Here's some hints on treating summer time injuries

    10:08 PM, Jun 20, 2011   |    comments
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    LITTLE ROCK, Ark. (KTHV) -- In this week's THV Healthy Child report, Dr. Bryan Burke with Arkansas Children's Hospital tells parents how to treat minor injuries their kids might experience this summer.

    Dr. Bryan Burke with Arkansas Children's Hospital says "Kids get cut, scraped, burned everything in the world happens to a child's skin during the summer and all you need is water. No medical soap, no particular type of water, keep the wound clean and that will cure 99-percent of them."

    "Bee, wasp and yellow jacket stings can be painful." Says Dr. Burke. "The best thing you can do for the pain is to give them something over the counter like acetaminophen, ibuprofen. And put a little cool compress on it and as the pain goes away and it starts to itch you can put a little topical steroid cream on it, anything that you might get over the counter."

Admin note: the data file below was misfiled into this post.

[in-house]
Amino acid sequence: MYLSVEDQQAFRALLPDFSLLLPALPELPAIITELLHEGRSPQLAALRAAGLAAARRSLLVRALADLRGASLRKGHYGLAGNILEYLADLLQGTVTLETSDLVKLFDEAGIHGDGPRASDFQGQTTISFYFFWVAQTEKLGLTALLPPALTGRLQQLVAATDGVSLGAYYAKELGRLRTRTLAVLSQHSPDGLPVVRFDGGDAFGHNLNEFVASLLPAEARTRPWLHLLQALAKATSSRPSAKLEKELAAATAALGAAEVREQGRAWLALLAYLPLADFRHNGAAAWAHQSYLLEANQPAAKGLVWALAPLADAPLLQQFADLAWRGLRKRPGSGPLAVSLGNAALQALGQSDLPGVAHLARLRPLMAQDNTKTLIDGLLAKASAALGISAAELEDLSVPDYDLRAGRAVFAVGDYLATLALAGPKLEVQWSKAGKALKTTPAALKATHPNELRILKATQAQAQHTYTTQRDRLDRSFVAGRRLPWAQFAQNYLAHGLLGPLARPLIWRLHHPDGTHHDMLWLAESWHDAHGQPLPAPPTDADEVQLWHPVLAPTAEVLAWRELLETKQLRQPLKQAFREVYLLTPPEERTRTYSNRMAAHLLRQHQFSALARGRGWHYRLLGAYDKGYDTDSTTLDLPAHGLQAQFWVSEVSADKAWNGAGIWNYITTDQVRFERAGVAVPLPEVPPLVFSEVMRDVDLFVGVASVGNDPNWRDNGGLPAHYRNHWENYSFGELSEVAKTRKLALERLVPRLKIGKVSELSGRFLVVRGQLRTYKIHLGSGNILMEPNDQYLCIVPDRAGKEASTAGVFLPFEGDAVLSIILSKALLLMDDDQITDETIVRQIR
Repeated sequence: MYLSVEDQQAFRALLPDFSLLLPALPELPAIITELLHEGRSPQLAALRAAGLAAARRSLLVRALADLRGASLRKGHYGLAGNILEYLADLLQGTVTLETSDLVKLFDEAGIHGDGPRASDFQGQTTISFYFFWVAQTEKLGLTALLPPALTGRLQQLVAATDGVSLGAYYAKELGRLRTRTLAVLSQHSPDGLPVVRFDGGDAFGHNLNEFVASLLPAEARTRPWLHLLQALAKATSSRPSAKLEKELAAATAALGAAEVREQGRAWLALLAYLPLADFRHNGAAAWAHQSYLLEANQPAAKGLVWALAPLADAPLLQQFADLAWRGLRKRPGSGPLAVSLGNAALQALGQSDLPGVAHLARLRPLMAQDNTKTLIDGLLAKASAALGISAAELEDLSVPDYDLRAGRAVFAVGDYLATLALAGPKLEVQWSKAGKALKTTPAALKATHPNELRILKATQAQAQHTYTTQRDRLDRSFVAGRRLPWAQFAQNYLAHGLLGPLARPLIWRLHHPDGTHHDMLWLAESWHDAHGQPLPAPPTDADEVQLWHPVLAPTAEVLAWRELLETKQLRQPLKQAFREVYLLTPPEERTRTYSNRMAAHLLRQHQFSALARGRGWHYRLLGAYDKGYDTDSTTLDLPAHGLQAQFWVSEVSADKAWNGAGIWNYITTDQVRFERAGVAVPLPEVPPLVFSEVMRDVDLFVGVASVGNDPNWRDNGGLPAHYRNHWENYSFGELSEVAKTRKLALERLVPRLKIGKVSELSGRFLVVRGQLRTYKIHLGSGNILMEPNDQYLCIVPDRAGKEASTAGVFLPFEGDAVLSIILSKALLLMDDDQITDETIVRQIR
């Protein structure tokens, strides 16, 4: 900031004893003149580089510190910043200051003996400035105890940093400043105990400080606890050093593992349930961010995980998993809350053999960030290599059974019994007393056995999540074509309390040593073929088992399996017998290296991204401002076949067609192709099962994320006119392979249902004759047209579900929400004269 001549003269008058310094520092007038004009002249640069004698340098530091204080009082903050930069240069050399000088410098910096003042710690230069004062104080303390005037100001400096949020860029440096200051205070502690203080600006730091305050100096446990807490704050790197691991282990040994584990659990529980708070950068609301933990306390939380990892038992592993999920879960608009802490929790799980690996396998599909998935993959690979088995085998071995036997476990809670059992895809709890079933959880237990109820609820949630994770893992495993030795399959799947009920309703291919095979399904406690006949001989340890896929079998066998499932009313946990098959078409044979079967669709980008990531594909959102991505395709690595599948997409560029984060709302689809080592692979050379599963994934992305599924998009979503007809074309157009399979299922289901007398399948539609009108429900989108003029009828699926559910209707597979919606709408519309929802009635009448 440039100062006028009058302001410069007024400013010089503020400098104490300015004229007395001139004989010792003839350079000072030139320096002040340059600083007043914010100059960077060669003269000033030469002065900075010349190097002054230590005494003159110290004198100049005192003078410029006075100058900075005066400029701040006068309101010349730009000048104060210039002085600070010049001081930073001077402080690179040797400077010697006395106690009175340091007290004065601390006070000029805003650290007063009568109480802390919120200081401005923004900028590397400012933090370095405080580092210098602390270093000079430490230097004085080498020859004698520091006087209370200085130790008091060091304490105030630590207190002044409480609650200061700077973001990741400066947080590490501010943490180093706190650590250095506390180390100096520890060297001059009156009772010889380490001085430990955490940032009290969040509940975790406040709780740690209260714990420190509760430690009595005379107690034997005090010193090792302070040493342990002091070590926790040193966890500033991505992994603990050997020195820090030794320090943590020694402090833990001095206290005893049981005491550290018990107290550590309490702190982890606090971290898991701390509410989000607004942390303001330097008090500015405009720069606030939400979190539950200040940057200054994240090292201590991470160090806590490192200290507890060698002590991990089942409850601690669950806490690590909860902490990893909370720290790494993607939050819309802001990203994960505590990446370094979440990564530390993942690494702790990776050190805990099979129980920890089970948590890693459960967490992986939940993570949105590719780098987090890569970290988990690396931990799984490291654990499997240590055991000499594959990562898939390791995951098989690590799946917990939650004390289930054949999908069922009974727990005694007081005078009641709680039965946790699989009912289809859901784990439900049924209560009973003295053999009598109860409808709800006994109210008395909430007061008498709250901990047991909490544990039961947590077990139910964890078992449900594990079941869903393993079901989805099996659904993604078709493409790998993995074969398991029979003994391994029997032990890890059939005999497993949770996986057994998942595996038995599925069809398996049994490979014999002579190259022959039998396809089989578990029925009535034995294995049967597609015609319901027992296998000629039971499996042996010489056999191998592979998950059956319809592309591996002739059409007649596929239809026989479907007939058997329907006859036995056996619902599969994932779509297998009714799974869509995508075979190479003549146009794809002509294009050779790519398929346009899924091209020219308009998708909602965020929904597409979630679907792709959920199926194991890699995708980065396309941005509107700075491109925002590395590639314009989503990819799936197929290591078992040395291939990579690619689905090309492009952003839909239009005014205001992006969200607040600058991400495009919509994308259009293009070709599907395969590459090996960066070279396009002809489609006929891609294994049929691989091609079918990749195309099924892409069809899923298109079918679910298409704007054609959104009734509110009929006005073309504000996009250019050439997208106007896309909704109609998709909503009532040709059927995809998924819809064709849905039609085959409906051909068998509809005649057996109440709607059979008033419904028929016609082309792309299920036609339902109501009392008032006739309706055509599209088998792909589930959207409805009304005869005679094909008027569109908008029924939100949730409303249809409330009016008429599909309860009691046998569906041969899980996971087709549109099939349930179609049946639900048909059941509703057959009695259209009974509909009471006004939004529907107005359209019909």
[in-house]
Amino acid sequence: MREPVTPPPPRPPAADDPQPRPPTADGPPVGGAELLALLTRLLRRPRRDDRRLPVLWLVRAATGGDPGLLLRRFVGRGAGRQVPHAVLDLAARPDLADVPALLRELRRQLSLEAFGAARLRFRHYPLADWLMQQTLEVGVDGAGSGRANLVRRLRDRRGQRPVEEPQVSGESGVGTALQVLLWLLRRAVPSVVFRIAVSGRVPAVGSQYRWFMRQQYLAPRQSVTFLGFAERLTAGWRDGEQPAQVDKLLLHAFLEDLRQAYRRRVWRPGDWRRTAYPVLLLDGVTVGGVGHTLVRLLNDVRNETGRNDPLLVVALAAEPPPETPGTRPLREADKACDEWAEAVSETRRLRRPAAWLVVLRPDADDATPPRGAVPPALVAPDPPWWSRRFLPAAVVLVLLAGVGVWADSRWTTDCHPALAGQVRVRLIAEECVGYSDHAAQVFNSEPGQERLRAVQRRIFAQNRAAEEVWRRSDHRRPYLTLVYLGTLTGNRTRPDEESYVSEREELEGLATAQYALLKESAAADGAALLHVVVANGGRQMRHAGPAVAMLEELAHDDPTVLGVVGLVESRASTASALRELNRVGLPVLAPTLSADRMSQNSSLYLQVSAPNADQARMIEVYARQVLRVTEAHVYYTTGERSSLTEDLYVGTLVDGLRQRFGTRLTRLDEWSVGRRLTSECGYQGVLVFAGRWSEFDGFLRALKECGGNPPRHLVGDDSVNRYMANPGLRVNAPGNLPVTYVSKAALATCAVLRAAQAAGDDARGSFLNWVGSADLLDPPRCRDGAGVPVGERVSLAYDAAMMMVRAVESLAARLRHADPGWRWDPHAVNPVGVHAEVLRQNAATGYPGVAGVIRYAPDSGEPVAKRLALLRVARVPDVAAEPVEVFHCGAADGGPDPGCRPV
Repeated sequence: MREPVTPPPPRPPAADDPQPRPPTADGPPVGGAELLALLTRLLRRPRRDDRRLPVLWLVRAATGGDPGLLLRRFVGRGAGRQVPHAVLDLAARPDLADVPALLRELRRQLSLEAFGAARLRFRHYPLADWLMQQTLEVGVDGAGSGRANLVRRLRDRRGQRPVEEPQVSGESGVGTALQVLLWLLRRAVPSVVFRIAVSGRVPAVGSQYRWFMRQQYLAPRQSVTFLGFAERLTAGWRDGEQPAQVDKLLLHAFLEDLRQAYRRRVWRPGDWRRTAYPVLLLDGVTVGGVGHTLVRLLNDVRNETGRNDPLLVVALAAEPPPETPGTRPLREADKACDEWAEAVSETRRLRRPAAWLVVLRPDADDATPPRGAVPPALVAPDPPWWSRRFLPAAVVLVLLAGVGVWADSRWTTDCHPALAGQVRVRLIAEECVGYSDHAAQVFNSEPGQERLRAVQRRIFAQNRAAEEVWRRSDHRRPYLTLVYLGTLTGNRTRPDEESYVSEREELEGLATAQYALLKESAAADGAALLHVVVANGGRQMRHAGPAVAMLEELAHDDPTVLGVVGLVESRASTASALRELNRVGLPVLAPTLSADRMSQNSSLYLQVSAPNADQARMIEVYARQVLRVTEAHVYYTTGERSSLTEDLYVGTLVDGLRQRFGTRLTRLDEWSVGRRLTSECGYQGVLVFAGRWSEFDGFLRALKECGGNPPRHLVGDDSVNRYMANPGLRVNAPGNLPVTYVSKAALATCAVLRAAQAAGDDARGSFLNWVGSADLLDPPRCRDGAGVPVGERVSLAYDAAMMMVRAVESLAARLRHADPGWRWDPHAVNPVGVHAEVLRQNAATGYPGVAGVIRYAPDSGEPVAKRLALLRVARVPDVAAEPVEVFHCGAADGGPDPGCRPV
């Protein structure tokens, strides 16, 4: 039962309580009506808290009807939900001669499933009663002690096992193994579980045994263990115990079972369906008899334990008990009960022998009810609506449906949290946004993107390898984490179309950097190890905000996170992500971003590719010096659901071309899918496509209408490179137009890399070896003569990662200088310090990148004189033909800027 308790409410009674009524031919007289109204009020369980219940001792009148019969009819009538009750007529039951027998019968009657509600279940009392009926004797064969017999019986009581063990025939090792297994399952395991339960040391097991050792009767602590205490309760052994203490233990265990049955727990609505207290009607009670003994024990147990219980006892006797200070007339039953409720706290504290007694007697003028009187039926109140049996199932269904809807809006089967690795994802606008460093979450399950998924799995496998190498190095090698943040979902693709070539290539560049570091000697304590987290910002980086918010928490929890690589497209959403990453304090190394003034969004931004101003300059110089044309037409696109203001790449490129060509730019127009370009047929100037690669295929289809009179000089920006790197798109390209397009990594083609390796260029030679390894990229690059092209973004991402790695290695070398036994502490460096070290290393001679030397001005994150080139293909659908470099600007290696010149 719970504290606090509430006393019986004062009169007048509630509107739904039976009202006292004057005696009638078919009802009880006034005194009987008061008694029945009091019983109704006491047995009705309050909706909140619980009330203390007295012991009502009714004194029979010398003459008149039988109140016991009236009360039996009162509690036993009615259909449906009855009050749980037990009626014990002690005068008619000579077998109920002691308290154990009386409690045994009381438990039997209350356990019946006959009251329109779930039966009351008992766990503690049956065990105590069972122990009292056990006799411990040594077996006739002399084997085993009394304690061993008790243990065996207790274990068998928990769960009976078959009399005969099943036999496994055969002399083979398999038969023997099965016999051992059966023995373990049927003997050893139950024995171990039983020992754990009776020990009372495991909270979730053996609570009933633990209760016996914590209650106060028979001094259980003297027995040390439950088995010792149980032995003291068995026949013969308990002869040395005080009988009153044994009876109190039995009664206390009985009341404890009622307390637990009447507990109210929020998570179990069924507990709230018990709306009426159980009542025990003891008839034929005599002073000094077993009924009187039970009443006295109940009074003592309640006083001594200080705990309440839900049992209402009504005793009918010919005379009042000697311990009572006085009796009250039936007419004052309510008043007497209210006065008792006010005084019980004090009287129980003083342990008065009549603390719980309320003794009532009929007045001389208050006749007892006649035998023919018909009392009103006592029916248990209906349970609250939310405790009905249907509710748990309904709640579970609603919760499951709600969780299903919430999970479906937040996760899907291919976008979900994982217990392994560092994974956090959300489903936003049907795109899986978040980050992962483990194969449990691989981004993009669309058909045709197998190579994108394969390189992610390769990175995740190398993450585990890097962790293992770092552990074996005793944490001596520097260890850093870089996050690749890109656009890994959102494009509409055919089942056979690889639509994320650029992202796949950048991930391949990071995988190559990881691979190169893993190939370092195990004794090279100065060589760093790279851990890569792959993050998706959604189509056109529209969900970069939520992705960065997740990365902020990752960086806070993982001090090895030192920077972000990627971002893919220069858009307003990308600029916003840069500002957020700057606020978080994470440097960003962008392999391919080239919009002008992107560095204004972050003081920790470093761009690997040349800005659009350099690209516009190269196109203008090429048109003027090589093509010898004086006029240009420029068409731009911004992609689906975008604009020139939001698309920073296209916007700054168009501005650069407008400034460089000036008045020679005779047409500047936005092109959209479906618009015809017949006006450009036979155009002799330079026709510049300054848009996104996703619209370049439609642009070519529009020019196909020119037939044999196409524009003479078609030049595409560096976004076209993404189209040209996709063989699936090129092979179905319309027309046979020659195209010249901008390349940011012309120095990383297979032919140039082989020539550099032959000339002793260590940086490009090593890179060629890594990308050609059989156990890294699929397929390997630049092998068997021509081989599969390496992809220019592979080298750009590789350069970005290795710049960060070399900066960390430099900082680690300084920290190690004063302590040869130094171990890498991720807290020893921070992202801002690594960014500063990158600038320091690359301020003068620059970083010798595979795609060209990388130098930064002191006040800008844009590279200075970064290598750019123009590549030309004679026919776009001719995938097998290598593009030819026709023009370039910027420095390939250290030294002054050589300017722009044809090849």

More time outdoors means sunburns and Dr. Burke says the best thing for sunburns is avoidance. "If you do go out in the sun use the strongest sun block that you can find. The best sun block is a covering, so if you have a hat or you wear a shirt, that's better than any cream, you can rub on your skin. If you do get sunburned, again the topical over the counter steroid creams can provide you some relief."

    But Dr. Burke says the most important safety tip for the summer is the prevention of drowning. "And it's so hard to talk about drowning because water is fun, you're out of school. You're celebrating the fourth of July with backyard BBQ's and cook outs; you're at the beach and who wants to think about drowning? If you are a parent and you have a child that's at a swimming pool do not bring a book; do not bring knitting or crosswords. Your job is to keep your eye on your child every moment your child is in or even near the pool."

    Those are just a few seasonal tips from Dr. Bryan Burke with Arkansas Children's Hospital, for helping get through the summer. Remember, you can limit the time your child's out of commission by keeping a close watch on their activities and reminding them of basic rules of safety.

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